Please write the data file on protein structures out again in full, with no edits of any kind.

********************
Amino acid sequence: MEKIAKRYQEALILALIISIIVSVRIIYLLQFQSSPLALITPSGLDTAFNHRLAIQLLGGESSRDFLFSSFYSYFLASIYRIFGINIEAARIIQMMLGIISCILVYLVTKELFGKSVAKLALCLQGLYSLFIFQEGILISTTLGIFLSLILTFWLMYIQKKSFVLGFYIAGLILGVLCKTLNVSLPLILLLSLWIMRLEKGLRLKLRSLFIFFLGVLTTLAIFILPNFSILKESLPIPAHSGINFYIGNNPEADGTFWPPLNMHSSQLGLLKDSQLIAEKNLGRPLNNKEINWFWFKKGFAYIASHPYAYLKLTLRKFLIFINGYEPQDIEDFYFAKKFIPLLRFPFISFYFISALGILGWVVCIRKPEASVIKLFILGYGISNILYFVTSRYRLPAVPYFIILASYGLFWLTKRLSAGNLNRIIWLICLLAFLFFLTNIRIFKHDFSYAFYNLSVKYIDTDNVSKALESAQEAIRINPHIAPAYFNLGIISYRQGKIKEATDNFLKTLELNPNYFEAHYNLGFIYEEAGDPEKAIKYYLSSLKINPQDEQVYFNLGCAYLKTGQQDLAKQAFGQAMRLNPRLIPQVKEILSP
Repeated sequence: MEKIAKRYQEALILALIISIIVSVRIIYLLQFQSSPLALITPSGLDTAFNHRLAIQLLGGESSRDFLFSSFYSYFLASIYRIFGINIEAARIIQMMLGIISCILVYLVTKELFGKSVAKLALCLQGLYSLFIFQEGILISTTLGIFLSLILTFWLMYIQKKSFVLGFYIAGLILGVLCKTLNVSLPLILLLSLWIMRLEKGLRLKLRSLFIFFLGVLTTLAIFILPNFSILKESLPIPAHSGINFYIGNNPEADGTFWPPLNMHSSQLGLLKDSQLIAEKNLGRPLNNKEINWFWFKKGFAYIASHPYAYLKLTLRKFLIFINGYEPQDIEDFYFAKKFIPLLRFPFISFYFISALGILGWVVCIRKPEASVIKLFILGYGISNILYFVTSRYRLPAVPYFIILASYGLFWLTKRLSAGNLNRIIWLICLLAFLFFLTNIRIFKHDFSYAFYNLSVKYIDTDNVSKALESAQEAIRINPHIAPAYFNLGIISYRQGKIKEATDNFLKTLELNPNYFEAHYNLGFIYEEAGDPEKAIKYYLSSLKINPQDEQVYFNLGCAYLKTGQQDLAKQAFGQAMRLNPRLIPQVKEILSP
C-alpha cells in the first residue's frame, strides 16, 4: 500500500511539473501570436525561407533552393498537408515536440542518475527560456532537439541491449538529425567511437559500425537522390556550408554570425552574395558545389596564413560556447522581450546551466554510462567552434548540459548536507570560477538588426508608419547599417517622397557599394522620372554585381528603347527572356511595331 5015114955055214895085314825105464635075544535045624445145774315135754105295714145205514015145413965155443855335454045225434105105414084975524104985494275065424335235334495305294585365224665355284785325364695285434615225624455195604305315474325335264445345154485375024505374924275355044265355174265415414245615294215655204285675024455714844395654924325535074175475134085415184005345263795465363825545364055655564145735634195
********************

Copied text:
Amino acid sequence: MEKIAKRYQEALILALIISIIVSVRIIYLLQFQSSPLALITPSGLDTAFNHRLAIQLLGGESSRDFLFSSFYSYFLASIYRIFGINIEAARIIQMMLGIISCILVYLVTKELFGKSVAKLALCLQGLYSLFIFQEGILISTTLGIFLSLILTFWLMYIQKKSFVLGFYIAGLILGVLCKTLNVSLPLILLLSLWIMRLEKGLRLKLRSLFIFFLGVLTTLAIFILPNFSILKESLPIPAHSGINFYIGNNPEADGTFWPPLNMHSSQLGLLKDSQLIAEKNLGRPLNNKEINWFWFKKGFAYIASHPYAYLKLTLRKFLIFINGYEPQDIEDFYFAKKFIPLLRFPFISFYFISALGILGWVVCIRKPEASVIKLFILGYGISNILYFVTSRYRLPAVPYFIILASYGLFWLTKRLSAGNLNRIIWLICLLAFLFFLTNIRIFKHDFSYAFYNLSVKYIDTDNVSKALESAQEAIRINPHIAPAYFNLGIISYRQGKIKEATDNFLKTLELNPNYFEAHYNLGFIYEEAGDPEKAIKYYLSSLKINPQDEQVYFNLGCAYLKTGQQDLAKQAFGQAMRLNPRLIPQVKEILSP
Repeated sequence: MEKIAKRYQEALILALIISIIVSVRIIYLLQFQSSPLALITPSGLDTAFNHRLAIQLLGGESSRDFLFSSFYSYFLASIYRIFGINIEAARIIQMMLGIISCILVYLVTKELFGKSVAKLALCLQGLYSLFIFQEGILISTTLGIFLSLILTFWLMYIQKKSFVLGFYIAGLILGVLCKTLNVSLPLILLLSLWIMRLEKGLRLKLRSLFIFFLGVLTTLAIFILPNFSILKESLPIPAHSGINFYIGNNPEADGTFWPPLNMHSSQLGLLKDSQLIAEKNLGRPLNNKEINWFWFKKGFAYIASHPYAYLKLTLRKFLIFINGYEPQDIEDFYFAKKFIPLLRFPFISFYFISALGILGWVVCIRKPEASVIKLFILGYGISNILYFVTSRYRLPAVPYFIILASYGLFWLTKRLSAGNLNRIIWLICLLAFLFFLTNIRIFKHDFSYAFYNLSVKYIDTDNVSKALESAQEAIRINPHIAPAYFNLGIISYRQGKIKEATDNFLKTLELNPNYFEAHYNLGFIYEEAGDPEKAIKYYLSSLKINPQDEQVYFNLGCAYLKTGQQDLAKQAFGQAMRLNPRLIPQVKEILSP
C-alpha cells in the first residue's frame, strides 16, 4: 500500500511539473501570436525561407533552393498537408515536440542518475527560456532537439541491449538529425567511437559500425537522390556550408554570425552574395558545389596564413560556447522581450546551466554510462567552434548540459548536507570560477538588426508608419547599417517622397557599394522620372554585381528603347527572356511595331 5015114955055214895085314825105464635075544535045624445145774315135754105295714145205514015145413965155443855335454045225434105105414084975524104985494275065424335235334495305294585365224665355284785325364695285434615225624455195604305315474325335264445345154485375024505374924275355044265355174265415414245615294215655204285675024455714844395654924325535074175475134085415184005345263795465363825545364055655564145735634195